The secret of glove making

Gant Pécsi Kesztyű Ltd is a maker of high-quality, traditionally hand-tailored leather gloves. Quite surprisingly, even modern technology has yet been unable to devise a method that would match traditional handiwork in glove tailoring – a skill that has been the basis of quality glove making since the end of the 19th century. While certain stages of the manufacturing process are assisted by modern equipment, the essence remains the same: quality raw material, outstanding skill, and handiwork.



Soft, smooth, textured, thin natural leather

Leather has been one of the most basic materials for clothing for 5000 years – apparently, it never goes out of fashion. While leather clothing today is primarily considered fashionable, comfortable and useful, leather gloves remain a symbol of distinction and taste. Quality leather gloves need shiny, soft, flexible and thin leather with a smooth surface. Leather is fully natural, and as such, it bears visible marks of its former life. Scars, bite marks and bruises are common on animal skin. We only use leather that has been processed in the most natural ways available. This means a minimal use of dye, which does not coat the surface. This allows the natural texture of leather to show, and, as a result, the finished leather glove also shows a natural texture. Since we apply a very thin layer of dye, light-colored gloves often show slight differences in tone, even within a single leather surface. This is a small price to pay for keeping leather as smooth and soft as it naturally is.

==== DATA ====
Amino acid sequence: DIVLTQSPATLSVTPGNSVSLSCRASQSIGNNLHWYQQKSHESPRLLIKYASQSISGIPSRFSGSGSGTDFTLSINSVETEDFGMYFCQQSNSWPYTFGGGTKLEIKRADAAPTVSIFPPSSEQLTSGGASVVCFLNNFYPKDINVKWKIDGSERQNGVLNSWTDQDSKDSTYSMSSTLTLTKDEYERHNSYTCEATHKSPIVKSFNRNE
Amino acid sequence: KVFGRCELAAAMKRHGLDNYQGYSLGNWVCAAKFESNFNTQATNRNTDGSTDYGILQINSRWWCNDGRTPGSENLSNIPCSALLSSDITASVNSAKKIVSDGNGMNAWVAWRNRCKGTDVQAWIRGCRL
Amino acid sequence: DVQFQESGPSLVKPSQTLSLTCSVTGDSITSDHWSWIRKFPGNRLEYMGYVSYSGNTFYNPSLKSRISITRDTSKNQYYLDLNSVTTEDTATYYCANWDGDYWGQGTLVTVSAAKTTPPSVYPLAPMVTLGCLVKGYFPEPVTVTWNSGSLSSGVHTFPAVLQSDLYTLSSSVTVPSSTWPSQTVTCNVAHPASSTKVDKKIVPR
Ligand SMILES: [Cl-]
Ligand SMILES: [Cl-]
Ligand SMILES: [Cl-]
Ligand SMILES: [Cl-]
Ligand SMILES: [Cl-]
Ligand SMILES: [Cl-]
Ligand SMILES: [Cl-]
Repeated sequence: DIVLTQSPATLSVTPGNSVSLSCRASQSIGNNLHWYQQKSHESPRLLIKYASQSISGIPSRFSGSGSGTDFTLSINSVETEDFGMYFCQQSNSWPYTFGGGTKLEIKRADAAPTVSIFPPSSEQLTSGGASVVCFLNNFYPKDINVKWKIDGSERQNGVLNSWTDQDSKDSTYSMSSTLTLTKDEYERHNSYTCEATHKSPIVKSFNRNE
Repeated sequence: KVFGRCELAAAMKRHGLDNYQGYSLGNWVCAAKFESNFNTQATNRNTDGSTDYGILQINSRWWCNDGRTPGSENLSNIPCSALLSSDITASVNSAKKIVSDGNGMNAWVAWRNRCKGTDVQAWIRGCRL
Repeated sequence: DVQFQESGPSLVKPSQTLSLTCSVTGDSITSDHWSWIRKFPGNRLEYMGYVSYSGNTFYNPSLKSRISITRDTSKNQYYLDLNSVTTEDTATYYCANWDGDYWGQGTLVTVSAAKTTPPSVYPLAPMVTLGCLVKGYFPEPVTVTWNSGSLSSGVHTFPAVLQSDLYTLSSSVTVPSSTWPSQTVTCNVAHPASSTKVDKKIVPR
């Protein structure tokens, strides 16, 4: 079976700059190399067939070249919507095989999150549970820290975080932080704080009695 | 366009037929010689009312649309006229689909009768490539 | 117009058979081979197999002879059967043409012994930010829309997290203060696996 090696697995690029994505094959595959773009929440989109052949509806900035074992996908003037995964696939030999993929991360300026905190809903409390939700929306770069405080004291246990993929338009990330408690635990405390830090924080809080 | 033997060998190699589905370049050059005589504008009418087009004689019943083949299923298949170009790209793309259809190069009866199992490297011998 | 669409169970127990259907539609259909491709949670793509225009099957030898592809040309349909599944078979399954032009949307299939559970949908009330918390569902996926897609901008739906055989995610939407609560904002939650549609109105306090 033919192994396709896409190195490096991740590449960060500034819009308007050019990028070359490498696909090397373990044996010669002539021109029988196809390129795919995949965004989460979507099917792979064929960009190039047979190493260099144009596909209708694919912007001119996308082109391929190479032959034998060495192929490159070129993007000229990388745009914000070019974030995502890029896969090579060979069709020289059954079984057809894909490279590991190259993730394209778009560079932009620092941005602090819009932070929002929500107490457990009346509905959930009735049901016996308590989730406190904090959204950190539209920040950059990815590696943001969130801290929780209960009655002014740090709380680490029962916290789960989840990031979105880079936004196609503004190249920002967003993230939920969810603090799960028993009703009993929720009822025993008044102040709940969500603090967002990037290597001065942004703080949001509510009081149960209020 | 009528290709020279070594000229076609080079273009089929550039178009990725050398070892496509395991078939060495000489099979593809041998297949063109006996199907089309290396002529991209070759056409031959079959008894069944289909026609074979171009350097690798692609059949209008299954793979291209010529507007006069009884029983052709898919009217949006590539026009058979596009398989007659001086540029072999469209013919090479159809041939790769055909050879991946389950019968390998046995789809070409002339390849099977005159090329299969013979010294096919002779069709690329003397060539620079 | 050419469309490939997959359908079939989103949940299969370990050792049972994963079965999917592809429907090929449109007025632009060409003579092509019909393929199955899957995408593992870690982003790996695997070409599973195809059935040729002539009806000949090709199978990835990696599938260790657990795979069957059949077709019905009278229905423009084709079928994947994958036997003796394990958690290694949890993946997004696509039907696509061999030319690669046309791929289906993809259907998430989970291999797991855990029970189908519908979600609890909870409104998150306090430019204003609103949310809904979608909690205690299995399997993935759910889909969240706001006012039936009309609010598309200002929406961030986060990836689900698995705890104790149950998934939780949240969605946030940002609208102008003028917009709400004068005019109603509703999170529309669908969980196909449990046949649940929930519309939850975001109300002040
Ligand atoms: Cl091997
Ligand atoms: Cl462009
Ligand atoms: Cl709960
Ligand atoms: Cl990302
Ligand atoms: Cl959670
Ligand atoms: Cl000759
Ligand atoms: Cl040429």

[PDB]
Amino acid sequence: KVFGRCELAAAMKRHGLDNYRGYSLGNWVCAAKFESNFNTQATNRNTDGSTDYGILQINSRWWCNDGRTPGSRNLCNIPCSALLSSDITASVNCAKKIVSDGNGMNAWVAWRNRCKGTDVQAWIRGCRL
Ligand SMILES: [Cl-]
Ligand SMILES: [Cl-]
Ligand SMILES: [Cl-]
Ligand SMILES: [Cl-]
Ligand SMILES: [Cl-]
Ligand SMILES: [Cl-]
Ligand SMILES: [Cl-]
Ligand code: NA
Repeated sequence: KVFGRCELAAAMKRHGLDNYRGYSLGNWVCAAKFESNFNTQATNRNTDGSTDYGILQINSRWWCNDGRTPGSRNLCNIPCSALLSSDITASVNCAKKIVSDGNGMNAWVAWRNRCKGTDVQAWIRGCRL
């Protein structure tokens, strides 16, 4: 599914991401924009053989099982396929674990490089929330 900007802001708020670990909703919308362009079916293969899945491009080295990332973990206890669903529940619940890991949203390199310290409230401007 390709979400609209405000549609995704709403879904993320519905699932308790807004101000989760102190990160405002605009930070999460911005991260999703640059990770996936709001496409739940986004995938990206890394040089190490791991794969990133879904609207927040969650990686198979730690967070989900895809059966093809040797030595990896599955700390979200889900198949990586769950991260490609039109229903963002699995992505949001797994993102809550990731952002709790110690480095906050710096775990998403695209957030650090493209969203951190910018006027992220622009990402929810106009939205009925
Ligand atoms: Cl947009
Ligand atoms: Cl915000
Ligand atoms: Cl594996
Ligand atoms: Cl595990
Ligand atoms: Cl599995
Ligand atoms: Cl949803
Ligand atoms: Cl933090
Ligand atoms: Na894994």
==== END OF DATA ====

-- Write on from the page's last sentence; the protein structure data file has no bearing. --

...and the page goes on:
Hand tailoring

Tailors must do their best to avoid surface imperfections. It is also the tailor’s job to choose pieces of leather as close to each other in tone as possible for a pair of gloves. The key to perfect tailoring, however, lies with stretching the leather in the right directions before and during sewing. The result is a perfect fit. Even the simplest design needs a hand, palm, thumb and finger gussets. For a more complex design, 8 or even 10 additional pieces must be cut. After manual cutting, leather pieces are pressed against glove shapes mechanically. A modern press is fully automatic, but the basic idea behind the process is still the one devised by French glovemaker Jouvin in the 19th century.

Cutting requires intense focusing – a tailor works only on one piece at one time. For the sake of quality, spreading several layers on top of one another and cutting them together is not allowed. Therefore, the cutting phase takes a long time. Some manufacturers simplify this stage by spreading the leather instantly on the shape for cutting, as a result of which the finished product will contain less material. A glove made in this way is cheaper, but less comfortable than a traditionally made one.